Symfonia.It´s called the Symfonia AC 1, and the company
has a testimony from Duntech on their website,that Duntech
finds the AC 1 superior to the Krell KBX.
I find this crossover interesting, but actually, I have
sent a mail to Symfonia three times,without recieving an answer!
Regarding the general question on active crossovers,I think
that it depends on several factors,e.g. the need for high
sound pressure level requirements, synergy with other components,knowledge by the user etc, if the end result is benificial compared to a passive solution.
But I agree to the statement, that it´s generally a good thing, to have a active crossover for the lowest part.
I can honestly say that by using this approach in my current loudspeaker-project, I have,
with some tweeking, succeded to get possibly the best
bass reproduction that I have heard..
KP: Yes, matching the 2 amps will be challenging. If you can find out the overall gain of the Rogue that would be a good start. Most solid state amps will have gain in the 28-30 dB range. Might be interesting to see what Albert uses for his SS/tube combo. Even with gain and sensitivity matching, a tube amp can still sound "louder" than the SS. However, given the low xover point on the VR4 (150Hz) it shouldn't be terribly noticeable. By the way, I have been thinking about the same approach to driving the VR4, if I decide to buy them (I'm still auditioning some locally). Good luck and please let me know what you find.
Ral, I will.
I'm looking for ss amps with adjustable gain; should make life easier.
Matching two amps is trivial.
There is no matching to be done, other than level setting. Just about every electronic crossover has level adjustments for every band.
Regardless of the "gain" of an amp, when you increase the input by 3dB, the output goes up 3dB. So, all you have to do is to put a level into amp 2 that when compared at the speaker output using pink noise gives the *same* level on your SPL meter as does amp 1. Of course, your ear will be the final arbiter of the precisely perfect relative levels.
If your electronic xover does not have level controls, and your amp does not either, you can either build a fixed pad into a small box - after measuring the dB difference with no pad. Or you can buy an after market in-line adjustable attenuator box to put in line with the amp that is "too loud" to reduce its level. Alternately, you can drill some holes into your amp and put a small rotary switch with MF resistors and make your own attenuator built in,or just put a decent pot there... I do that all the time on Phase Linear 400s that are used as subwoofer amps from time to time (on the front panel of the PL400, to match the PL700).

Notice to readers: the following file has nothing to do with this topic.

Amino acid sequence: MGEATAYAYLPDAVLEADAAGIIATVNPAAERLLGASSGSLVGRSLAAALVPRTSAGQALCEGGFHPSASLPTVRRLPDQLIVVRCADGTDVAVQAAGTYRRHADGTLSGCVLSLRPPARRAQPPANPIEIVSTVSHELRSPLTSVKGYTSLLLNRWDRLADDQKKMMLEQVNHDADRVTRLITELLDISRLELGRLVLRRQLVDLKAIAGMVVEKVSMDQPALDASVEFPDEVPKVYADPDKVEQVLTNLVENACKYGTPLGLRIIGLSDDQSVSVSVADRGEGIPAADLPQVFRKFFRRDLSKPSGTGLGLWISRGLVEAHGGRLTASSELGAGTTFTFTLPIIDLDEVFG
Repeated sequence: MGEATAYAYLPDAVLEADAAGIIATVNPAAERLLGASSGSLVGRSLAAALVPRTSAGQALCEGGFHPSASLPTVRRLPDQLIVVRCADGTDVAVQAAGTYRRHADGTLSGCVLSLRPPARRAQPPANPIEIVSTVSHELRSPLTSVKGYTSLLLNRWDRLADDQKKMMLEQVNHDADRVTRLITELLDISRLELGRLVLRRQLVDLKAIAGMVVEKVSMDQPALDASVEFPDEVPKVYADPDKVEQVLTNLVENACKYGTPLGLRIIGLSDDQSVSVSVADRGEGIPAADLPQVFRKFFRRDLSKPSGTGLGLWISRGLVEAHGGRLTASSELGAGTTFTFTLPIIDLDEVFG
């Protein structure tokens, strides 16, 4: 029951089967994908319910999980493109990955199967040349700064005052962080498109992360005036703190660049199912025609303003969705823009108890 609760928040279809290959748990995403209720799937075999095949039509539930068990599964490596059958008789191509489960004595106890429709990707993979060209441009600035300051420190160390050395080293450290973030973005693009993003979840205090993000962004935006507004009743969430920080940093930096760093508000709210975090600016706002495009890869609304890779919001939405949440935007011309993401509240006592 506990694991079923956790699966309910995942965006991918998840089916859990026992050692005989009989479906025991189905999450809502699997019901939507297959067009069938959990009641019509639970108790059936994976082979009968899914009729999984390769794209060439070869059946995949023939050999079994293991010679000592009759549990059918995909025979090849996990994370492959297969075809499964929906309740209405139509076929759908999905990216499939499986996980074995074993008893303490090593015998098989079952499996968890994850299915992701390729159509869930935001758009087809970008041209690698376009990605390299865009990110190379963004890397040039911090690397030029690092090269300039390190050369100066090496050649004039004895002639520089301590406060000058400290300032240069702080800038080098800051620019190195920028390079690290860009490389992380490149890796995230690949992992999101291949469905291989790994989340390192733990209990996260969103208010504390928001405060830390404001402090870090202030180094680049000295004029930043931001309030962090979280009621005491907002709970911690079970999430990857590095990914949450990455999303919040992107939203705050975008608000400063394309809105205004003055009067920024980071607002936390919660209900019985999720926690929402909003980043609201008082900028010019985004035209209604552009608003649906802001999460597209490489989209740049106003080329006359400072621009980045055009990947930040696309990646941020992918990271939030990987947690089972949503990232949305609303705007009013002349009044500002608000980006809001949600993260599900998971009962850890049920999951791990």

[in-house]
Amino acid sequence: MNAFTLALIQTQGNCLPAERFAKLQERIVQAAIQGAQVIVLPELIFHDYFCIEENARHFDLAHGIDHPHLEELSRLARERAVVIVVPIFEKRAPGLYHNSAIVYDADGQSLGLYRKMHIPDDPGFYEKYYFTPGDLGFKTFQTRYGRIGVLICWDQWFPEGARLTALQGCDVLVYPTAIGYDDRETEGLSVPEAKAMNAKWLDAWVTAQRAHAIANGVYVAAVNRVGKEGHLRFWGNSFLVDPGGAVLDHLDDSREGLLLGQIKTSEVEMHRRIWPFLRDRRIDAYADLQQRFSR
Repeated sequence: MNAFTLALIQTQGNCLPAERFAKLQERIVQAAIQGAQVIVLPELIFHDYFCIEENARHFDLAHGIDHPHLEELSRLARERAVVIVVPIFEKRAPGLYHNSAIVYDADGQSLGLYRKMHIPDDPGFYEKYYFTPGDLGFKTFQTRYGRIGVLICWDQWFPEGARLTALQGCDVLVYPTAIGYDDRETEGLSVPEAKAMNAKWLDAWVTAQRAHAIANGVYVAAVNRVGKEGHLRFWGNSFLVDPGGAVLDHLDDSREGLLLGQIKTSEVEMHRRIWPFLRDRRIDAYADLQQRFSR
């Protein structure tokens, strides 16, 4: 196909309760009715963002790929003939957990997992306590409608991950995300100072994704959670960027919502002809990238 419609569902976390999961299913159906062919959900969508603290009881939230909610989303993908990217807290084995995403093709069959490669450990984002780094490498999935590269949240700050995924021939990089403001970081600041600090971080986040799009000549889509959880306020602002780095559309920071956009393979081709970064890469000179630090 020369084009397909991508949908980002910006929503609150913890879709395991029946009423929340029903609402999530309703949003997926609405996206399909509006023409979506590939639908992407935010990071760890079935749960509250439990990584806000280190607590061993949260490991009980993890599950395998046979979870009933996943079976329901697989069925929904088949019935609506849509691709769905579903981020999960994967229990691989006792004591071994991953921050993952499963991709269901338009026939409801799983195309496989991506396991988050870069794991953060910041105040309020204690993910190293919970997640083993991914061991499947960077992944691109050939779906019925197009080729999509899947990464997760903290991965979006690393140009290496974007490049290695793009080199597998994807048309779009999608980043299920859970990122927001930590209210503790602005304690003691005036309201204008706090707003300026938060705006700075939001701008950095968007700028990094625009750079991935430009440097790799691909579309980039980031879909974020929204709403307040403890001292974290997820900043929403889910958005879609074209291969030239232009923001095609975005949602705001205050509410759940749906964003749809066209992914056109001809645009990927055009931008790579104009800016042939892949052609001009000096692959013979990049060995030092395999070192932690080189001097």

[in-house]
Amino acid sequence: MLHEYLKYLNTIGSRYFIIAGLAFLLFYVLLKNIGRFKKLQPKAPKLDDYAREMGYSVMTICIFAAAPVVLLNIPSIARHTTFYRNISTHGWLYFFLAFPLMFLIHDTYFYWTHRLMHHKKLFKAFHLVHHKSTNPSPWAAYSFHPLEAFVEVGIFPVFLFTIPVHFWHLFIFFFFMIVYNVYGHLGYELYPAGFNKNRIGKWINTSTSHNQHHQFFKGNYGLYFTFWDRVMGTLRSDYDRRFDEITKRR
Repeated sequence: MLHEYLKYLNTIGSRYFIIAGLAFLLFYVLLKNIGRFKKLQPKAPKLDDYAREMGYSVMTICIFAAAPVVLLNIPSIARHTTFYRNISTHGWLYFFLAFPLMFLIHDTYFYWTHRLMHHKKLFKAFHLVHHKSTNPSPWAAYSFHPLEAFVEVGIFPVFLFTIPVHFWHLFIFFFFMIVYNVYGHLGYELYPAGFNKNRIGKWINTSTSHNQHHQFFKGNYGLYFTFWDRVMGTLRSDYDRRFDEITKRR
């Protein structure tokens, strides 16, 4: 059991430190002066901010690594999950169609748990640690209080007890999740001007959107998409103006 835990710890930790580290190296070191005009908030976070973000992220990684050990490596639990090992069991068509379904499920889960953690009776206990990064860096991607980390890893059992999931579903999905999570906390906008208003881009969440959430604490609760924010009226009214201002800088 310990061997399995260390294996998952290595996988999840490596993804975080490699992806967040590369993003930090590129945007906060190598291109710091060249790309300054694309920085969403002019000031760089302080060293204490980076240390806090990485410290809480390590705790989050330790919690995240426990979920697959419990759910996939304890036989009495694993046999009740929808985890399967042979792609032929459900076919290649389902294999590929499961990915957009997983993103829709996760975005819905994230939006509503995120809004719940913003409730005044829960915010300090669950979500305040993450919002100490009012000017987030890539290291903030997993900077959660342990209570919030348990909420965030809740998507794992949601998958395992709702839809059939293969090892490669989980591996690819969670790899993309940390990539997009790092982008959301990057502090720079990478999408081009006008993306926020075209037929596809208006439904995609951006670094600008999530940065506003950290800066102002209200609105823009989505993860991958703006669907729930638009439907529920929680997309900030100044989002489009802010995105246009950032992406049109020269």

Yes, having an amp with adjustable volume control gains, like the Parasounds (God bless em for doing so!!!), makes live way easier when you biamp!
Hey, also let me know which active crossover you are ending up with ultimately!!! I would like to know for my own references/uses! The only one I can recall having heard implemented is the Krell, and am currious to hear how the Bryston, or others, sounds!
If you use the Krell KBX, it has gain adjustment for each Highs and Lows, making the need for adjustable volume on the amp totally unnecessary. In fact, the less in the signal path the better, so unless I could bypass the amps volume control, I would prefer one without it.
OK, I posted this in the wrong thread, hehe! Hope I didn't cause too many blank stares!
I asked Albert the best way to bianp the VR's, here's his info:
for facilitating active biamping of the speakers, does anything need to be
done to the speaker itself?
No. The internal circuitry divides the signal between the two amplifiers, so you don't need to change the speakers or buy an electronic crossover. Just connect the preamp or CD player to both amps with a "Y" connector and interconnects. Just make sure that both amps have a similar input sensitivity, so that they play at the same volume level. The output power has nothing to do with this, we use an 8 watt SET amp on the mid/tweeter unit and a 200 watt solid state amp on the woofers with complete integration! Albert
Let's be clear, these are LEVEL controls, NOT "gain" controls!!
We call them "gain" but 99% of the time they set the output level of a fixed gain circuit. To change the gain of a typical solid state circuit you need to change the feedback resistor. Few circuits (for good reasons) actually permit you to adjust the gain of a stage directly.
It is standard practice to build in "excess gain" so that you can set a level control midway - in fact the volume control only LOWERs the level down from maximum.
On power amps 99.9% of all level controls are right at the input of the amp, before any active circuitry. Again they only serve to lower the input level to the front end.
There are some exceptions, like the Crown Macro Techs which if I recall actually has a neat circuit that adjusts gain, not level, in order to *set the level* then sent on to the fixed gain remainder of the amp...
Again "gain" is not an accurate description of this control, although we all tend to use the term!